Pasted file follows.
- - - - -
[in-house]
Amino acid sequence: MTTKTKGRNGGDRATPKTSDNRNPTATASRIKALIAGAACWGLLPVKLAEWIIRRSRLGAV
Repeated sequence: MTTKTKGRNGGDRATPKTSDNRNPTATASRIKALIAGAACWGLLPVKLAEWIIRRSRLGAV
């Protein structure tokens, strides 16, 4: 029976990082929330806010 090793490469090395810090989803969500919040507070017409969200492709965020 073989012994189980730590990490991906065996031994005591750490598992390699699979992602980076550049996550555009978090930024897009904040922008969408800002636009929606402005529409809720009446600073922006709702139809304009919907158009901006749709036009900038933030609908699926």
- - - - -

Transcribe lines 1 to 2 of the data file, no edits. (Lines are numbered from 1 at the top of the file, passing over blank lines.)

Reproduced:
[in-house]
Amino acid sequence: MTTKTKGRNGGDRATPKTSDNRNPTATASRIKALIAGAACWGLLPVKLAEWIIRRSRLGAV